For Some Faith-Based Institutions, Trump Represents a Reprieve
Obama’s sustained assault on religious liberty is finally over.
Perhaps more than any other sector in America, the ivory towers of academia are mourning the defeat of Hillary Clinton, the departure of President Barack Obama, and the election of Donald Trump.
For our faith-based university, however, the changing of the guard cannot come soon enough. Read on…
As students at Ave Maria are just waking up and heading to their first morning class, nine thousand miles away, in a small village in West Bengal, there are students turning on solar-powered lights and sitting down to spend the evening in study. The village is called Bamandanga, and the students are at Emily House, a hostel—or boarding school—for girls.
Emily House ran for nearly two decades without a reliable source of energy. Massive power cuts at night meant that the girls could not rely on having light to work by in the evenings. The unpredictability made it difficult for them to use their time productively, and often left them sitting in the dark.
Light is something frequently taken for granted in the U.S.—perhaps especially in Southwest Florida, the “Sunshine State.” Getting bright light at any time of day is, quite literally, as easy as flicking a switch. But for most of the villages in rural India, light after sunset is a precious commodity.
Over the years, some of the related hostels for boys have had solar lights installed. But by 2014, not one of the girls’ hostels could rely on a power supply at night. It was at that time that Ave Maria University was given the opportunity to help out.
Emily House is one of the many initiatives of Seva Kendra, the official social service center of the Archdiocese of Kolkata. The center is run by Fr. Franklin Menezes (photographed to the left), who has been overseeing and leading Seva Kendra’s efforts in “bringing hope and healing” to the impoverished and underprivileged of Calcutta, with a special emphasis on sustainability. “He is just an extraordinary priest,” AMU President Jim Towey remarks, calling special attention to Fr. Franklin’s entrepreneurial investment in “green” alternatives. One such instance of this is the system by which Seva Kendra is powered: stored rainwater. Another example is its Alternative Energy Solutions Project, through which young men and women are trained in how to assemble and install solar lights—which is where Emily House and Ave Maria University come in.
Each year, AMU’s Mother Teresa Project takes a group of students on a mission trip to serve the poor alongside the Missionaries of Charity in Calcutta. Of course the aim of the trip is to offer physical service to those in need, but there is only so much that can be done in the space of a week’s visit. The mission trip has the far more lasting effect of enriching the lives of the students who go to serve. Without exception, all of the students return home with countless stories of how they have been inspired and touched by the people of Calcutta. “Our student ambassadors to Calcutta are building a bridge,” President Towey says. “But it’s not enough for our students to be educated and enriched by the experience. We wanted to do something to help educational advancement there as well.” The true aim is to build a reciprocal relationship of giving and receiving between AMU and the Archdiocese of Kolkata. It is easy to see how the people of Calcutta enrich the lives of the AMU students who visit them, but what more can AMU do in turn to enrich the lives of the poor? President Towey, who has known Fr. Franklin Menezes for many years, saw the opportunity to do just that when he heard about Emily House and the need for solar lighting.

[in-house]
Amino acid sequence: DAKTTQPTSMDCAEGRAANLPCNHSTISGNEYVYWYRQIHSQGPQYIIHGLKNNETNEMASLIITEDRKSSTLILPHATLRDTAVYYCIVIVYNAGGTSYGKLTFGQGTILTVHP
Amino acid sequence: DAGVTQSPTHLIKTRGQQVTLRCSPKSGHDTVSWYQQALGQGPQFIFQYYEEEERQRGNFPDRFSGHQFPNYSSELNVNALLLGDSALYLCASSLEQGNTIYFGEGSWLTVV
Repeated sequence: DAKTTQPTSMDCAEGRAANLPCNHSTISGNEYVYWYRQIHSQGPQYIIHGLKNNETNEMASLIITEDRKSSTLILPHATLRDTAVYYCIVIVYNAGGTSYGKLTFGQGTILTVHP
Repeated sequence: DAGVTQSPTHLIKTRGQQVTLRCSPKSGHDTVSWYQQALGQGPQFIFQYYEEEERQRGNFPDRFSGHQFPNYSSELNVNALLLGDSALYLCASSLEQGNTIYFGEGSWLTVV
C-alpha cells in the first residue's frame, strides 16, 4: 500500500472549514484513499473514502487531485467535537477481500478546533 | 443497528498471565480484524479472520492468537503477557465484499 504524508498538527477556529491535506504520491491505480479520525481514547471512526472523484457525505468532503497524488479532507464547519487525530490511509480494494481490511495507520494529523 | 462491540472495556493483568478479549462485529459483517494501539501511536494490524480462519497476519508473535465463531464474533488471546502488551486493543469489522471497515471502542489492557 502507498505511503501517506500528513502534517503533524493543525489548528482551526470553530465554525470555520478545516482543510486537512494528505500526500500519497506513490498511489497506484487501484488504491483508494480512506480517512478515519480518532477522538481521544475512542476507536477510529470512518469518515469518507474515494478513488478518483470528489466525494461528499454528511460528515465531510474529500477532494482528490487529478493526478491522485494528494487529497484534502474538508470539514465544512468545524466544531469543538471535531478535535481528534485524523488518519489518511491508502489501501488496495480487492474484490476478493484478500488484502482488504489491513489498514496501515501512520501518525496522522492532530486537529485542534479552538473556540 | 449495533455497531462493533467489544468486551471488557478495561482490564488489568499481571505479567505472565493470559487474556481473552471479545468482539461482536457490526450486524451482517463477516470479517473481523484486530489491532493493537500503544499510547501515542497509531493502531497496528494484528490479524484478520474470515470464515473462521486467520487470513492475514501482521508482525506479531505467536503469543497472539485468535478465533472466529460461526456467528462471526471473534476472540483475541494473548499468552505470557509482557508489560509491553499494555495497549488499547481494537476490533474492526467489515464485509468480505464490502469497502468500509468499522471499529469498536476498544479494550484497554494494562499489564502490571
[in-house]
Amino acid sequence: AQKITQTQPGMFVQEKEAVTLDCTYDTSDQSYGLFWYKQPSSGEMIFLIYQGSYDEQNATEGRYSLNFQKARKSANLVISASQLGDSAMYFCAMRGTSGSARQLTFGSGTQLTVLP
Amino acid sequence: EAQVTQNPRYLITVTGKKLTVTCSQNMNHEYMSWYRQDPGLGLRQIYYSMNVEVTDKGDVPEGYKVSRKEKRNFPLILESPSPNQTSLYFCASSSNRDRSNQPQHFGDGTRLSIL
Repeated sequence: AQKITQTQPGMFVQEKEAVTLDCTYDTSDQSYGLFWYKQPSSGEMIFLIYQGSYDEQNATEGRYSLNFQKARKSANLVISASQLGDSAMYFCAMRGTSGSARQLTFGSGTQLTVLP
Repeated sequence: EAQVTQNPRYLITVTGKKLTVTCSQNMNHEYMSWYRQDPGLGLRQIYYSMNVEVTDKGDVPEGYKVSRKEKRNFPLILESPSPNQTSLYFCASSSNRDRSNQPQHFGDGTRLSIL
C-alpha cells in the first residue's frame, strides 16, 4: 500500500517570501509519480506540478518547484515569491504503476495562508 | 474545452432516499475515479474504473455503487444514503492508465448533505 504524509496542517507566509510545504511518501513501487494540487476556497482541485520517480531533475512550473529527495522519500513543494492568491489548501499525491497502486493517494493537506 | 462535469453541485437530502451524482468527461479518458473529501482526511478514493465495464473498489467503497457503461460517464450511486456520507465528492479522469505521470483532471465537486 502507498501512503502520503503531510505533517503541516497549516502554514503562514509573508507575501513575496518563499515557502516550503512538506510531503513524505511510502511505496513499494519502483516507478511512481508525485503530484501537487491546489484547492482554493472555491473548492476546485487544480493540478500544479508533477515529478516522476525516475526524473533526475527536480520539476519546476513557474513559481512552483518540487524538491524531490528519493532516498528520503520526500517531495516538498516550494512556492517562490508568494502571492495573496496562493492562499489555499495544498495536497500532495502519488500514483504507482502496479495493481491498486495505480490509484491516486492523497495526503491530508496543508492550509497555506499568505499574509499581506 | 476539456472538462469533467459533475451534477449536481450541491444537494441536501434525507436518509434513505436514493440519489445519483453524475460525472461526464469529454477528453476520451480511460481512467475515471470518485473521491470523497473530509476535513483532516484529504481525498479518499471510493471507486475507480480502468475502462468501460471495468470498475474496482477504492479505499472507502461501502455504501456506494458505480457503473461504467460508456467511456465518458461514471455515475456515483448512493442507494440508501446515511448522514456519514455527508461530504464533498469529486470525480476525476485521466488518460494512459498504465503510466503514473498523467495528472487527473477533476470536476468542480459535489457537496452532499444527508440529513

With a $5,000 donation from Ave Maria University in 2014, Seva Kendra was able to install solar lighting at Emily House, finally allowing for the girls there to have a normal evening life of recreation and study. One year later, AMU made another donation, this time to set up solar lighting for a boy’s hostel, Henry House, in Kearchand. Just this past summer, the University helped set up lighting for a third hostel in Serampore. These three hostels, which each house around 100-130 girls and boys, are now lit for four hours every night—from 6-10pm—thanks to Seva Kendra’s groundwork and the donations from AMU. The installation of solar lighting for the students in West Bengal is a step towards President Towey’s hope for a relationship of giving and receiving between the University and the Archdiocese of Kolkata.
Three groups of AMU students on the Calcutta mission trip have had the opportunity to meet Fr. Franklin, tour Seva Kendra’s headquarters and get a glimpse into its work in the slums. Unanimously, the first thing that struck the students was Fr. Franklin’s joy. The second thing was his clear delight in wearing the “AMU” t-shirt President Towey had given him the year before. “He kept pointing at the shirt, laughing and smiling,” alumna Mary Katherine Lee recalls. Corey Blanchard, an AMU senior, agrees. He also remembers being struck by how Fr. Franklin’s work at Seva Kendra empowers individuals to take initiative. “Fr. Franklin’s idea is that it’s better to build leaders, to show them how to lead in their communities, in order to create a better economy,” he explains. For junior Marisa Helms, something Fr. Franklin said sticks out in her mind particularly. “I remember Fr. Frank telling our group that through our efforts with the Mother Teresa Project we are putting into light what was meant by the words ‘Come be my light.’”